Bergmann-Schmeisser 1893 Pistol

Today we are starting the story of the Bergmann automatic pistol – one of the early successful self-loading handguns, and one which led to a less prominent firearms dynasty than some other big names of the time. The story of the Bergmann also has an interesting element of credit to it, as Theodore Bergmann was never a gun designer. Instead, Bergmann was a businessman and industrialist. Born in Spessartdorf Germany in 1850, Bergmann left his family’s innkeeping business to follow a calling in the metalworking industry.

By the age of 19, Bergmann was a managing partner of the Gaggenau Ironworks, which built a wide variety of products, from structural girders to household stoves and also bicycles and airguns. Under Bergmann’s administration, the firm expanded its production of airguns (including licensing a design from the American Henry Quackenbush, whose guns deserve a place on Forgotten Weapons, and who invented the extension ladder at age 16) and also moved into rifles and gun barrels. This put him in a position to be approached by inventors looking for a company to produce new designs – which is exactly what happened.

Otto Brauwetter 1892 patent for Bergmann pistol
Otto Brauwetter 1892 patent for Bergmann pistol (click to enlarge)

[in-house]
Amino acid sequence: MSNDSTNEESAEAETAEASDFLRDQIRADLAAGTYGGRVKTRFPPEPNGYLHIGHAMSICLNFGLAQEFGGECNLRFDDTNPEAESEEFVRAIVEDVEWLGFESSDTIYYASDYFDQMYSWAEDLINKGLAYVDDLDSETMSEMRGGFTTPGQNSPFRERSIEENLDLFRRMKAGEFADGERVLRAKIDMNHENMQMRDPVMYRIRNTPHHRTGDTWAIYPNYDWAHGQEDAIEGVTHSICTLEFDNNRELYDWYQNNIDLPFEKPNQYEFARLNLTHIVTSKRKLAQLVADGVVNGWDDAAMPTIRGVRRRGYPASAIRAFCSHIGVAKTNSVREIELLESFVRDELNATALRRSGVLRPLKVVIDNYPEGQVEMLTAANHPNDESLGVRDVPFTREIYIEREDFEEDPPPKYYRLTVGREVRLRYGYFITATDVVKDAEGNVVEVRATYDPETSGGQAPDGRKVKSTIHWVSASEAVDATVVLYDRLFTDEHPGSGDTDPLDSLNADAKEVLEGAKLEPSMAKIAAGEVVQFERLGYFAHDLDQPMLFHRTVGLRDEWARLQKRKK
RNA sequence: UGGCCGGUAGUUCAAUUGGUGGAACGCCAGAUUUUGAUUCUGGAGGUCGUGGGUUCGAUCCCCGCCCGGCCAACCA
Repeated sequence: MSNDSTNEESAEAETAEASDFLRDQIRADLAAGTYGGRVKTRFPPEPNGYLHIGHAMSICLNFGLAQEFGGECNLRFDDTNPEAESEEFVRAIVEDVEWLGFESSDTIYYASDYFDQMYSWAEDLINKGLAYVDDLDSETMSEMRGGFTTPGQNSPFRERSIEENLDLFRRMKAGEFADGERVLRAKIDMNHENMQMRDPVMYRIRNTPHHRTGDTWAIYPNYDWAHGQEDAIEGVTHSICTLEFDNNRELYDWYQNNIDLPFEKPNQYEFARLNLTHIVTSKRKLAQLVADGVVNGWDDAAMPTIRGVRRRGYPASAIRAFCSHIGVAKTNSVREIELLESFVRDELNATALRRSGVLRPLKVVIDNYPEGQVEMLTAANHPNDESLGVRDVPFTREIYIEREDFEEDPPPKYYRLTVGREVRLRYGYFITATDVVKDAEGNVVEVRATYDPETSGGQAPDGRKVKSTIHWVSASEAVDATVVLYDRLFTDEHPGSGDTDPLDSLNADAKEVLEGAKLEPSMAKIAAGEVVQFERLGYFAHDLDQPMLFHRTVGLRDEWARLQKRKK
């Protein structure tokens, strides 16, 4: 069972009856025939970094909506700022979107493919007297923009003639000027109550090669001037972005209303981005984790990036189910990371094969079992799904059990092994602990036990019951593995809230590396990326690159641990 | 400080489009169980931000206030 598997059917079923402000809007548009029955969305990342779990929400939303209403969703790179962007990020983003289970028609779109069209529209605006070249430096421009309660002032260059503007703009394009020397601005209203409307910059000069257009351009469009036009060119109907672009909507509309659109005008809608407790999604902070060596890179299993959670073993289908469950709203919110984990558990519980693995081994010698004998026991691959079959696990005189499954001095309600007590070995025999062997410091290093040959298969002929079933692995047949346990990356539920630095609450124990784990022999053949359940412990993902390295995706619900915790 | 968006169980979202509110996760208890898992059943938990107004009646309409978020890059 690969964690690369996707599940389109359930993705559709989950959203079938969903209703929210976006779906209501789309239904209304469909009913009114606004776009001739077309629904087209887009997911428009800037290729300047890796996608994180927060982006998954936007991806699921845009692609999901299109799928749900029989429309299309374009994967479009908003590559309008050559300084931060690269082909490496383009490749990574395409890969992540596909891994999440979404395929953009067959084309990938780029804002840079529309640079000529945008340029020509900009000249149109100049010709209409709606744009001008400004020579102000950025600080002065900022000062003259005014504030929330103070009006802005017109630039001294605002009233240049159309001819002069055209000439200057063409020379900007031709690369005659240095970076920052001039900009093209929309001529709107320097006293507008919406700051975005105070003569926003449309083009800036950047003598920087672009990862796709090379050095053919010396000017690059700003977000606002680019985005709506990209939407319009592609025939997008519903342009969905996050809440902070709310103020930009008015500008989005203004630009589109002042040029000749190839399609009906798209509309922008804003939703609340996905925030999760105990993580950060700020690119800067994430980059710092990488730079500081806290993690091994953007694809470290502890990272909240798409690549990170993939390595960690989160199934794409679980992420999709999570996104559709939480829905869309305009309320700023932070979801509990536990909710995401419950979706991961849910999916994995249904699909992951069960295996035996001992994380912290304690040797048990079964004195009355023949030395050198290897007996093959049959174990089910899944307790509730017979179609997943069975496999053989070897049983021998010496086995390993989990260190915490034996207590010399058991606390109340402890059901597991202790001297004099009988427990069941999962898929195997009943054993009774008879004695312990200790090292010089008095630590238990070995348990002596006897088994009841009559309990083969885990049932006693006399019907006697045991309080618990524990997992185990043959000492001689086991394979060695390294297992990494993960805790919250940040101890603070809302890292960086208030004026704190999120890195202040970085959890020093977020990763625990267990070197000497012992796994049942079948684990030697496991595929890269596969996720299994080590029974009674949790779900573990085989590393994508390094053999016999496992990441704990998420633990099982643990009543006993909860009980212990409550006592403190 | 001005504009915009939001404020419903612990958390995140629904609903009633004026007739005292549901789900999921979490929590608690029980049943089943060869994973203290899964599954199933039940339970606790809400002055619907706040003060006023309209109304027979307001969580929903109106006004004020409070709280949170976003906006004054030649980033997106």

In 1892, a Hungarian watchmaker by the name of Otto Brauwetter was granted a patent, in conjunction with the Gaggenau company (later to become Bergmanns Industriewerke GmbH), for a self loading firearm mechanism. The assignment of the Gaggenau company to the patent suggests that Bergmann saw potential in the design, and had been willing to invest company time and resources into Brauwetter’s work. The fate of Brauwetter himself with the design is unclear – he seems to disappear from records after that first patent. Instead, the man whom Bergmann finds to refine the patent into a viable production pistol is none other than Louis Schmeisser, who would become a household name in European arms design.

Bergmann model 1893 pistol, made for Swiss trials
Bergmann model 1893 pistol, made for Swiss trials. Note cleaning rod on left side, and large gripping button ahead of trigger guard for opening the magazine cover plate. (photo slightly warped from scanning)

Schmeisser took Brauwetter’s patent and produced the 1893 model pistol from it. The design was a delayed blowback mechanism, using an inclined wedge alongside the barrel.The loading system consisted of a 5-round clip that was inserted in the right side of the pistol after opening a swinging magazine cover plate (this system would feature in several following Bergmann iterations). Interestingly, the pistol also came with its own short cleaning rod stored on the left side under the barrel.

It appears that the gun was built with Swiss military trial in mind, as it was made for the 7.5mm revolver cartridge then in use by the Swiss, and several of the guns were in fact trialed by the Swiss military in 1893.They were very much unsuccessful in those trials, and Schmeisser would go on to significantly modify the design into the Bergmann No. 1 the next year. However, the general layout of this very first design would remain generally unchanged through the whole progression of Bergmann pistols. Unfortunately, there are no known surviving examples of the model 1893 (and only a very few were originally made).